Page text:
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Corn Imbibitional Chilling: Fact or Fiction

For the first 24-48 hours after dry corn seed is planted into the ground, all that takes place is physical imbibition of water into the seed. Water and oxygen move slowly into the kernel through the seed pericarp. Membranes re-hydrate and hormones and enzymes are activated. After the seed swells, enzymes begin to breakdown starch in the endosperm. Sugars supply the embryo with energy for metabolism and cell division.

Imbibitional chilling occurs when membrane re-hydration is disrupted by free radicals before the seed finishes swelling. Cold water is much more disruptive than warm water. Sugars and salts leak from the cells and kernel providing a food source for pathogens and other microbes. It becomes a race for the plant to emerge or death from pathogens.

One of the most dramatic examples of imbibitional chilling occurs with sweet corn. In a study conducted by Bill Tracy (2005), untreated seed of six supersweet corn varieties were exposed to three treatments. Each treatment consisted of one 24-hr period at 40° F temperature and five days at 75° F. Seed was placed in rag dolls with no soil.

Sweet corn seed has a wrinkly seed pericarp with numerous cracks, fissures and potential endosperm leakage sites. In this study, most seed death occurred within the first 24-hrs (day 1) of being exposed to 40° F. Significant variety differences for the amount of seed death were observed. Significantly less seed death was occurring when exposed to 40° F on days 2 and 3, and no seed death when exposed to 40° F on day 4.

Figure 1. Six supersweet corn varieties exposed to one 24 h period at 40° F and five days at 75° F.

One current recommendation is to begin planting corn when soil temperatures are in the high 40s and the short-term forecast calls for warm days that will continue pushing soil temperatures higher. If soil temperatures are in the high 40s and the weather forecast calls for cold wet conditions within the next 48 hours, soil temperatures will likely drop and planting should be delayed until temperatures warm.

That recommendation is simply not our experience in Wisconsin and likely the northern tier of U.S. states. If we waited until soil temperatures were above 40° F we would need to wait until May in many years (Figure 2). It only gets later as we move north. Yet, our highest yielding planting date are in late April and early May.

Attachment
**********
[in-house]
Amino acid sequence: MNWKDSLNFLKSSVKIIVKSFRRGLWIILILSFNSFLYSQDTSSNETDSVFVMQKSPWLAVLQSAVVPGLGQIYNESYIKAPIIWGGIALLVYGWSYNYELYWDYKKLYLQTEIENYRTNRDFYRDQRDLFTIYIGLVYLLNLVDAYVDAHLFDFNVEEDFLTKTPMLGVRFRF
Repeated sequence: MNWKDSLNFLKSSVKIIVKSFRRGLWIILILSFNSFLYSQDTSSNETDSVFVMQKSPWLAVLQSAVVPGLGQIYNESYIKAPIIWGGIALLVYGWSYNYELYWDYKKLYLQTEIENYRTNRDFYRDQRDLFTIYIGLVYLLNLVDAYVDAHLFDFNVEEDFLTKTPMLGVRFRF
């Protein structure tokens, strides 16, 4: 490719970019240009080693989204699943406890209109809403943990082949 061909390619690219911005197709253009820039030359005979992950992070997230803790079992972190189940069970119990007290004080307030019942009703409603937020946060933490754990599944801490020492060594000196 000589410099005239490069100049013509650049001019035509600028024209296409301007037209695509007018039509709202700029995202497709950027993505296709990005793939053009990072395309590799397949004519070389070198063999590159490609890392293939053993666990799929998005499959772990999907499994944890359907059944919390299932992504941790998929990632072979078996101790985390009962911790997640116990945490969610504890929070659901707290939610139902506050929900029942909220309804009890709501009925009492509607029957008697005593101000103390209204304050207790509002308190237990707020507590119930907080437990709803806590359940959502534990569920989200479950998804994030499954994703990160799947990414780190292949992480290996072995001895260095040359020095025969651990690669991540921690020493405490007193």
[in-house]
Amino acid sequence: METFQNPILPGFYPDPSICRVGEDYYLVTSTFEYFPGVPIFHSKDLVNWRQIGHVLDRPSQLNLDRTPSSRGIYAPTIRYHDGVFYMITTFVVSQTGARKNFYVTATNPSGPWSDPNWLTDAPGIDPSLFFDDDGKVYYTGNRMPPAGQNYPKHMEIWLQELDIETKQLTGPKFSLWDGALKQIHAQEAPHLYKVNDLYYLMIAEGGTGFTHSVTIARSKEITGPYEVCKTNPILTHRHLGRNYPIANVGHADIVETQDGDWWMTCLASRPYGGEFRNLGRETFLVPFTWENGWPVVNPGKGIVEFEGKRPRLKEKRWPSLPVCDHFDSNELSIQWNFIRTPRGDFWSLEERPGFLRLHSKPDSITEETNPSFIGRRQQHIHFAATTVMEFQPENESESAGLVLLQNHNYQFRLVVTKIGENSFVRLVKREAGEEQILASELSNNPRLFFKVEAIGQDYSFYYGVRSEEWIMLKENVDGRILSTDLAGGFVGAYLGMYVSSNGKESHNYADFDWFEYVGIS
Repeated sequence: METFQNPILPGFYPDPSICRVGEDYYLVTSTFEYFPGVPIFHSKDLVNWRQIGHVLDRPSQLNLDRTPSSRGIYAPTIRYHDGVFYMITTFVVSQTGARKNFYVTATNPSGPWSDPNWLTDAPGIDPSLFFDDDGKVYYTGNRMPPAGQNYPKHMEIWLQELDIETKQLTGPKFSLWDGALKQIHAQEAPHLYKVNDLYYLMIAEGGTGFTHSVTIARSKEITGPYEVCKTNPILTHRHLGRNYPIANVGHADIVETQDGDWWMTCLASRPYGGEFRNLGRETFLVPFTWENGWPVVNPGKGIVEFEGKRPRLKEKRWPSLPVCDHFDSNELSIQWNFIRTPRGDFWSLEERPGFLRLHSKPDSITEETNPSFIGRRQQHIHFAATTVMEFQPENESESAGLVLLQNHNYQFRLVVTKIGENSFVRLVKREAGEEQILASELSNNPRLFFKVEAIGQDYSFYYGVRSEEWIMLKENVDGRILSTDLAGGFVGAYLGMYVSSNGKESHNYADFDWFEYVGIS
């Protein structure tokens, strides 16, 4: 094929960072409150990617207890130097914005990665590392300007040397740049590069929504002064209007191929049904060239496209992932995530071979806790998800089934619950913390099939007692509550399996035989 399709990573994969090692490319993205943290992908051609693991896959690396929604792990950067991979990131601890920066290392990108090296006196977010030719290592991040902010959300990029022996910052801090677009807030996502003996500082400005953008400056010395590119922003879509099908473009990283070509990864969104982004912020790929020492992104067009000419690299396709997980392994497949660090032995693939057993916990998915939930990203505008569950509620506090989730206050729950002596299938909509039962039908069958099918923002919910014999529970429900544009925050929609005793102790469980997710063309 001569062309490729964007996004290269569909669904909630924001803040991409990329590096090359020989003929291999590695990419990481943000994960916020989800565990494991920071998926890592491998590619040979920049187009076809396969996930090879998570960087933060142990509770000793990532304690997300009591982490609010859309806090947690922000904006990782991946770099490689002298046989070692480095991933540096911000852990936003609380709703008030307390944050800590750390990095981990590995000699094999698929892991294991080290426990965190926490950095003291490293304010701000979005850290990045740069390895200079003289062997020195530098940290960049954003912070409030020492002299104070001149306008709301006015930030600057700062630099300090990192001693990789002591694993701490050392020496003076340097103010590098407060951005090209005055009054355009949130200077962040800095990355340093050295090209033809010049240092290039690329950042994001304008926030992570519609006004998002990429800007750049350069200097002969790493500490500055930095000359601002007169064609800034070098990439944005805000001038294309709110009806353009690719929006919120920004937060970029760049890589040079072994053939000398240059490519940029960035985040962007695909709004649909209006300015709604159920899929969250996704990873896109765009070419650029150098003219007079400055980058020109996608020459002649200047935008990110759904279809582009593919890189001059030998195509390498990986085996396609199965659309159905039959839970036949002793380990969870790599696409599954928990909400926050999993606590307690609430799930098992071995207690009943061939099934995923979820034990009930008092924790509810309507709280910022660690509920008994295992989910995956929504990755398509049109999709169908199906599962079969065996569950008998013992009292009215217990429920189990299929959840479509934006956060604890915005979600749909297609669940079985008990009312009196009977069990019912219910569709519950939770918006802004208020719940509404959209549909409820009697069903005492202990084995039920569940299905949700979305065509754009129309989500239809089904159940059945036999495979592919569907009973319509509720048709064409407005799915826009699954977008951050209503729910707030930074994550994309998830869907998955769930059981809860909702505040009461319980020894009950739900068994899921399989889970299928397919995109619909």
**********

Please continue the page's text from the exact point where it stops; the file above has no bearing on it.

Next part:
Figure 2. Last date when the minimum soil temperature at the two-inch depth was above 40° F at Arlington, WI.

The only time I thought our UW Corn Hybrid Trial plots had been affected by imbibitional chilling was during 2006 at Seymour, WI (Figure 3). I happened to be along on that planting trip. It began to snow after we had finished planting and continued to be cool and wet for the next 72 hrs. We went back to the field a few weeks later and unbeknownst to us at planting, found that the field had shallow swales and a drainfield. Corn emergence was perfect over the drainfield and on the ridges of the swales. However, much plant death occurred between the drainfield spurs and swale depressions. We did not observe standing water, although it could have been another possible reason for plant death. We abandoned the trial due to stand variability.

Figure 3. Daily air temperature and precipitation at during 2006 at Seymour, WI. The red arrow indicates when the UW hybrid trial plots were planted.

Our current recommendation for beginning to plant corn seed is, “In southern Wisconsin, plant corn anytime after April 20, if the field is ‘fit’, and after April 30 in northern Wisconsin.” If the short-term forecast is for cold temperatures and snow/rain, then the prudent thing to do is hold-off planting. We have available excellent seed treatments that can protect the seed for the first 30 to 45 days after planting.

This advice we use to plant and establish the UW hybrid trials at 14 locations around the state. We have often had snow on our plots with no establishment and emergence issues. For the last 5 years we have planted a few hundred feet of four hybrids beginning in March and then every 2-3 weeks – we do this to get the planters out and tuned. We do see hybrid differences and in only one case did we see emergence issues for all four hybrids. Remember that insurance coverage does not begin until planting dates after April 10.